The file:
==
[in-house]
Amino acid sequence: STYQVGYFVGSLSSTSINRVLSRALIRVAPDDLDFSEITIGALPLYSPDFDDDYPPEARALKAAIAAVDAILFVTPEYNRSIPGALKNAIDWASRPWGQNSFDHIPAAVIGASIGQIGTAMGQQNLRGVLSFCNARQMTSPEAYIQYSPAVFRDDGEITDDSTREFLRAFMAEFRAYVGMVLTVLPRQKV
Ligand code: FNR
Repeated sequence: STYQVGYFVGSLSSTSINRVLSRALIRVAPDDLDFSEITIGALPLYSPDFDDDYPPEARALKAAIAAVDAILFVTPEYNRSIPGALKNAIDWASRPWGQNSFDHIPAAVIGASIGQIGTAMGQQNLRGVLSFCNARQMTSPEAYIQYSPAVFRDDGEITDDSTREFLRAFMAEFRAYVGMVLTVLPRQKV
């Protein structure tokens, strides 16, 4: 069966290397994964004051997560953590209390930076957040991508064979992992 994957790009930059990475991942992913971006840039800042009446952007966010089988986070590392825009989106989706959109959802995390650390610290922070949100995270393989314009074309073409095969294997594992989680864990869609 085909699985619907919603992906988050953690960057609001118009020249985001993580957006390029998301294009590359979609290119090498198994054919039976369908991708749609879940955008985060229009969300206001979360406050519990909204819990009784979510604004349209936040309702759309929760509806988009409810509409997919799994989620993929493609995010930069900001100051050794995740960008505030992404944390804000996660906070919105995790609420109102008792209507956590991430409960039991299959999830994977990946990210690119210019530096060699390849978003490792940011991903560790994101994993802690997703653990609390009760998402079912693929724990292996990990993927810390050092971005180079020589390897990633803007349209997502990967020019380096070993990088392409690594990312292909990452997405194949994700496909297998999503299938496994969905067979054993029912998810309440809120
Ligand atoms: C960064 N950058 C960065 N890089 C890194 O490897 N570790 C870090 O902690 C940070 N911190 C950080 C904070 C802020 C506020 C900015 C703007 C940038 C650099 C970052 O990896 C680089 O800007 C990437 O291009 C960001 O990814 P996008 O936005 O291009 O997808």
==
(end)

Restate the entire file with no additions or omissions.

[in-house]
Amino acid sequence: STYQVGYFVGSLSSTSINRVLSRALIRVAPDDLDFSEITIGALPLYSPDFDDDYPPEARALKAAIAAVDAILFVTPEYNRSIPGALKNAIDWASRPWGQNSFDHIPAAVIGASIGQIGTAMGQQNLRGVLSFCNARQMTSPEAYIQYSPAVFRDDGEITDDSTREFLRAFMAEFRAYVGMVLTVLPRQKV
Ligand code: FNR
Repeated sequence: STYQVGYFVGSLSSTSINRVLSRALIRVAPDDLDFSEITIGALPLYSPDFDDDYPPEARALKAAIAAVDAILFVTPEYNRSIPGALKNAIDWASRPWGQNSFDHIPAAVIGASIGQIGTAMGQQNLRGVLSFCNARQMTSPEAYIQYSPAVFRDDGEITDDSTREFLRAFMAEFRAYVGMVLTVLPRQKV
């Protein structure tokens, strides 16, 4: 069966290397994964004051997560953590209390930076957040991508064979992992 994957790009930059990475991942992913971006840039800042009446952007966010089988986070590392825009989106989706959109959802995390650390610290922070949100995270393989314009074309073409095969294997594992989680864990869609 085909699985619907919603992906988050953690960057609001118009020249985001993580957006390029998301294009590359979609290119090498198994054919039976369908991708749609879940955008985060229009969300206001979360406050519990909204819990009784979510604004349209936040309702759309929760509806988009409810509409997919799994989620993929493609995010930069900001100051050794995740960008505030992404944390804000996660906070919105995790609420109102008792209507956590991430409960039991299959999830994977990946990210690119210019530096060699390849978003490792940011991903560790994101994993802690997703653990609390009760998402079912693929724990292996990990993927810390050092971005180079020589390897990633803007349209997502990967020019380096070993990088392409690594990312292909990452997405194949994700496909297998999503299938496994969905067979054993029912998810309440809120
Ligand atoms: C960064 N950058 C960065 N890089 C890194 O490897 N570790 C870090 O902690 C940070 N911190 C950080 C904070 C802020 C506020 C900015 C703007 C940038 C650099 C970052 O990896 C680089 O800007 C990437 O291009 C960001 O990814 P996008 O936005 O291009 O997808």